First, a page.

When kidney failure reaches the stage where dialysis or transplantation is required, refusing such treatment means that the patient will die. This could happen within a few days or weeks, depending on how much kidney function they still have.
A patient may decide to explore the option of refusing treatment. It is the responsibility of the medical team to counsel such patients and their families, and support them in their decision.
Some patients may decide to try dialysis for a few weeks or months. This allows them to evaluate both the good and bad sides of life on dialysis, and to make an informed choice. It may also give patients time to settle their affairs and resolve conflicts, or have time to say goodbye to family members.
Deciding not to start dialysis
There may be good medical as well as personal reasons not to dialyze. The opportunity of refusing dialysis can be a blessing in disguise for someone with an inoperable cancer, for instance.
Withdrawal from dialysis is not an uncommon cause of death in long-standing kidney patients, particularly those who are elderly.
A patient who decides not to have any treatment, or to cease treatment after it has started, will receive counseling and support. The medical team will discuss the implications of the patient's decision at length with both patient and his or her family.
The medical team will support the patient's decision as long as they are sure that it is a fully informed choice. It is a good idea for patients to let relatives and doctors know their wishes should they become unable to make the choice themselves. This could happen if the patient is unconscious following a stroke, or otherwise mentally unfit to decide.
Sometimes patients refuse treatment, but then change their mind. This is perfectly understandable and acceptable. Any patient has the right to change his or her mind at any time.
It is helpful for some patients who feel they do not want dialysis, to agree to a trial of treatment. This allows them to see what is involved before making a final decision.
The medical team will give appropriate medication to a patient who refuses treatment or decides to cease treatment. This will keep the patient comfortable until death. The team will provide support to the patient and their family throughout this time. If the patient chooses to go home to die, the renal team will also refer the patient and family to community-based agencies that will be able to provide them with support and comfort.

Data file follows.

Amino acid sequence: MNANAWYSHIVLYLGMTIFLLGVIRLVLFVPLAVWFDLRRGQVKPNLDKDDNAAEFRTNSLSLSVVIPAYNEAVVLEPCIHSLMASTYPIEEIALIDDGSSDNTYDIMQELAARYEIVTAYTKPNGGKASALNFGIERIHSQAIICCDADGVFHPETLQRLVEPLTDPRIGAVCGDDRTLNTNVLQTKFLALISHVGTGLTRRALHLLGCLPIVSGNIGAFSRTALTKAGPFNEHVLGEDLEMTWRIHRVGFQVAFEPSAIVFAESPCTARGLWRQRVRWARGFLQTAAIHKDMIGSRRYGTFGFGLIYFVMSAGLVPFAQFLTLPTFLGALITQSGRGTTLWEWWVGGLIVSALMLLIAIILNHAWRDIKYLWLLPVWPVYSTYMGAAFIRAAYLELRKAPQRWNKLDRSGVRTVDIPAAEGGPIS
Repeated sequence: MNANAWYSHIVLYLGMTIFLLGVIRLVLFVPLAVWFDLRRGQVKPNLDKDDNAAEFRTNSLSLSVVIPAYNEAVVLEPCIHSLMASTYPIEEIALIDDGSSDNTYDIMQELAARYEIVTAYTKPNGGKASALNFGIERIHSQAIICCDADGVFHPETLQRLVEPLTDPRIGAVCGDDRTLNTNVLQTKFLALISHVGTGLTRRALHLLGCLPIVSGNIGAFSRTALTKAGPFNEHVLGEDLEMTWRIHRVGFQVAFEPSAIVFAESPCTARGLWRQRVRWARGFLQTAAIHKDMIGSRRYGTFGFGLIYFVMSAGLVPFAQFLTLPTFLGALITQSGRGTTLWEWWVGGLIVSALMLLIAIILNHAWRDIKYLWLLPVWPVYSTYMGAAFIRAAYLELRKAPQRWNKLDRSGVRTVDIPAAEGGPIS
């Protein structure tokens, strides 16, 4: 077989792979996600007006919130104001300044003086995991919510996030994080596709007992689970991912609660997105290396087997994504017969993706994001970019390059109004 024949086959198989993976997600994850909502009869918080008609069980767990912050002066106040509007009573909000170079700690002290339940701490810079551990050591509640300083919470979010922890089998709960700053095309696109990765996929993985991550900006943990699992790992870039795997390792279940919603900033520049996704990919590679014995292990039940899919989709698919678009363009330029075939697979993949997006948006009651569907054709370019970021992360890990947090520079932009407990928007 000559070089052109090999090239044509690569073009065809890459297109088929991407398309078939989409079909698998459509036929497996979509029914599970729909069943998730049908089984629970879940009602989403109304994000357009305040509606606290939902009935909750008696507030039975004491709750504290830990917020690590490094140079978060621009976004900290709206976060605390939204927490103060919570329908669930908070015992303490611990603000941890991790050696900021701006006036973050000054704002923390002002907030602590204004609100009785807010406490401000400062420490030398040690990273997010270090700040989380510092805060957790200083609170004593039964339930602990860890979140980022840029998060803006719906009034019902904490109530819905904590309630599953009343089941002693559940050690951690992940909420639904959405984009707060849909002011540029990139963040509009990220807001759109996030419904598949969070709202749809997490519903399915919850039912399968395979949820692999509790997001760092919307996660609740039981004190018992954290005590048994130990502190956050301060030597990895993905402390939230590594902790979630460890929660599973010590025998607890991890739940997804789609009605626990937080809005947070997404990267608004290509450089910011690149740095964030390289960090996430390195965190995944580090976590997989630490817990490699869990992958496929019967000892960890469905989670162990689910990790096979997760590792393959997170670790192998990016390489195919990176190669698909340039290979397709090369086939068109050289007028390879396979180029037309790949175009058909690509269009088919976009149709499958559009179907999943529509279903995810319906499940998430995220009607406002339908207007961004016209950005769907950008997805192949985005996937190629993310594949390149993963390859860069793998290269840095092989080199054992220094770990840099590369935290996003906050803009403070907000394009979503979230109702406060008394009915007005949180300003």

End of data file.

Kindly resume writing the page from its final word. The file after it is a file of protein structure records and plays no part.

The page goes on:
Some patients--those with Alzheimer's disease, for instance--may not be able to make an informed choice about treatment. It can be helpful if patients make their wishes known at a time when they are able to decide for themselves.
Withdrawing from treatment after transplant
While successful transplantation offers the best possible quality of life for a patient with kidney failure, it is not without risks. The powerful drugs used to prevent rejection can lead to infections and to cancers, including serious cancers such as lymphoma.
One of the treatments for lymphoma is to stop or reduce the immunosupressant drugs. In this case, the kidney will be rejected and the patient will need to go back on dialysis.
One advantage of being on dialysis is that the patient can choose when he or she has had enough, and decide to withdraw.
Other patients, who have had a long period of successful transplantation, develop an incurable condition unrelated to the drugs they are taking. One option might be to stop taking their immunosupressant and allow the kidney to fail. Then they could die from kidney failure without dialysis.
Death from kidney failure
The symptoms that may need to be controlled in the final days before death from kidney failure include nausea, muscle twitching, and breathlessness. Sometimes there is some agitation and confusion. Pain is not usually a serious problem.
If a patient wishes to die at home, specialized nursing can usually be arranged. Some hospices will admit kidney patients who have decided not to dialyze. Hospice care is designed to take into account the needs and feelings of both patients and family.
One of the benefits of remaining in the hospital is that, if the patient decides to accept dialysis after all, the facilities are close at hand.
May 1, 2006